Much of the attention in energy markets has been focused on OPEC and oil prices lately. But news this week suggests that a different energy commodity is quietly becoming the hottest story going worldwide.
That’s natural gas. With the world’s top importing nation — Japan — saying this week it’s about to embark on a major spending spree in the sector.
Japanese press reported over the weekend that government agencies are about to launch a major funding program for international natgas projects — specifically aimed at the liquefied natural gas (LNG) sector. With the government planning to make a full $10 billion available for investment.
Those dollars will reportedly come from Japan Bank for International Cooperation and Nippon Export and Investment Insurance. With targets being LNG receiving terminals as well as associated power plant facilities.
Here’s the most intriguing part: Japanese papers said the program will be aimed entirely at LNG projects in Asia. With the stated goal to “build markets in Asia for U.S. LNG”.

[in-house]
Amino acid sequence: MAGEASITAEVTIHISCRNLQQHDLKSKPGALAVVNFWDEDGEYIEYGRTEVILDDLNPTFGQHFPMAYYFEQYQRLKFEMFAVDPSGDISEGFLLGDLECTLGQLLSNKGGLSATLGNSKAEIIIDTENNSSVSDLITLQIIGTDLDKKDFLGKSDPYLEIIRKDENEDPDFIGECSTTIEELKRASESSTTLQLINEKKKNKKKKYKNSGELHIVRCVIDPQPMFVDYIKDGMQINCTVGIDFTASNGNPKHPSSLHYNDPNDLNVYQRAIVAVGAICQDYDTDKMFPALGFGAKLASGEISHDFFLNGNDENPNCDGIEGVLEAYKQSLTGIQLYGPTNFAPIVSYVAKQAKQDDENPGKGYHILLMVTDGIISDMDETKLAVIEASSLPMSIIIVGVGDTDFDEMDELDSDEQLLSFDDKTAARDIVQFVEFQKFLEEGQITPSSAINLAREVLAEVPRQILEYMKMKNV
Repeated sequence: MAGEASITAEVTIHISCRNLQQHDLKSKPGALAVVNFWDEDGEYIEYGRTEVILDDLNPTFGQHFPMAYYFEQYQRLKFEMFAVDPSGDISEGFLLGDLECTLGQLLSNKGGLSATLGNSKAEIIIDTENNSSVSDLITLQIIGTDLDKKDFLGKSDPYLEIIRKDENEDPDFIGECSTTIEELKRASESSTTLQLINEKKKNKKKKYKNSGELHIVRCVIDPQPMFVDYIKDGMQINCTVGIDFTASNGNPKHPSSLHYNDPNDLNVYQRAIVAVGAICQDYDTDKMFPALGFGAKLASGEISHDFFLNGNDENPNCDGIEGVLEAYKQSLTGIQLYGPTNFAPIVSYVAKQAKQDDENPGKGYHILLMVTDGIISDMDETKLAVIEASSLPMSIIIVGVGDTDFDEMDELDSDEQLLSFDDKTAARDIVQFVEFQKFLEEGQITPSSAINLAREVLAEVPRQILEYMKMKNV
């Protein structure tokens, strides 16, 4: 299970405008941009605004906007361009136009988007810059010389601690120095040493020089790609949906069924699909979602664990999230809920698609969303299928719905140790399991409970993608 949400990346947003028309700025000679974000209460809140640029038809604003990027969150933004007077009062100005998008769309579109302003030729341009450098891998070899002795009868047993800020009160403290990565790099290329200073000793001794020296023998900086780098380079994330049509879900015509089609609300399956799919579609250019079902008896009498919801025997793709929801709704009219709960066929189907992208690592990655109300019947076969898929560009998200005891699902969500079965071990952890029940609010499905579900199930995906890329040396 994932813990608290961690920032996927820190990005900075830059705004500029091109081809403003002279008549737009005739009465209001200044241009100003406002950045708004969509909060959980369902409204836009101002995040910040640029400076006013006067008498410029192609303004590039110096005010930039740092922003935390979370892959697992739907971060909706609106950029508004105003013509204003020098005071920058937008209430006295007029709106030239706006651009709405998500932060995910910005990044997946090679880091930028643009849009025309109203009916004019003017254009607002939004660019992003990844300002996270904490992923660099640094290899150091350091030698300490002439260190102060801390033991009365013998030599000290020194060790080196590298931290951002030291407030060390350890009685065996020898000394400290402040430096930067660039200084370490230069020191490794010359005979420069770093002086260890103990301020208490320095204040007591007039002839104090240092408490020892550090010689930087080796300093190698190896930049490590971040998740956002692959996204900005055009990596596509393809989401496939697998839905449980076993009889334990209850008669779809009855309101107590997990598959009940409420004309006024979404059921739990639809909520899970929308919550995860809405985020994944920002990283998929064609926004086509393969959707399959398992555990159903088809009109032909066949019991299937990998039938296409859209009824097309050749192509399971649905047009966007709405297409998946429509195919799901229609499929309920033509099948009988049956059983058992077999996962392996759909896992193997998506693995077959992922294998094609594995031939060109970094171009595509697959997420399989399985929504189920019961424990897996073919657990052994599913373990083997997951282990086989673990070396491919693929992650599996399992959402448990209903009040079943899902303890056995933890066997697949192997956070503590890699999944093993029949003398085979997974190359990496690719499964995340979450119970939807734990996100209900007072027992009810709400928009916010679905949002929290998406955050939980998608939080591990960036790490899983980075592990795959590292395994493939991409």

At first glance, it seems odd the Japanese government would be spending its own money to help America gain LNG market share. But there may be a more-selfish reason here: namely, to facilitate increased shipments of U.S. LNG into the Asian sphere, making it easier and cheaper for Japanese buyers to grab a piece of the growing supply.
It will be interesting to see how specific deals are structured in regards to this funding. But it’s likely that Japanese backers will look to take direct stakes in facilities they support — in order to have direct control of LNG flows around Asia.
The move comes at a critical time for Asian natural gas markets. With China’s CNPC this week announcing it has commissioned a third pipeline bringing LNG-sourced natgas into Shanghai — showing that competition for natgas supply is growing throughout this critical consuming region.
Watch for an official announcement on the Japanese investment program, said to be coming Wednesday. And for specific project details to follow, which should shed light on Japan’s master plan for Asia supply.
Here’s to building it so they can come.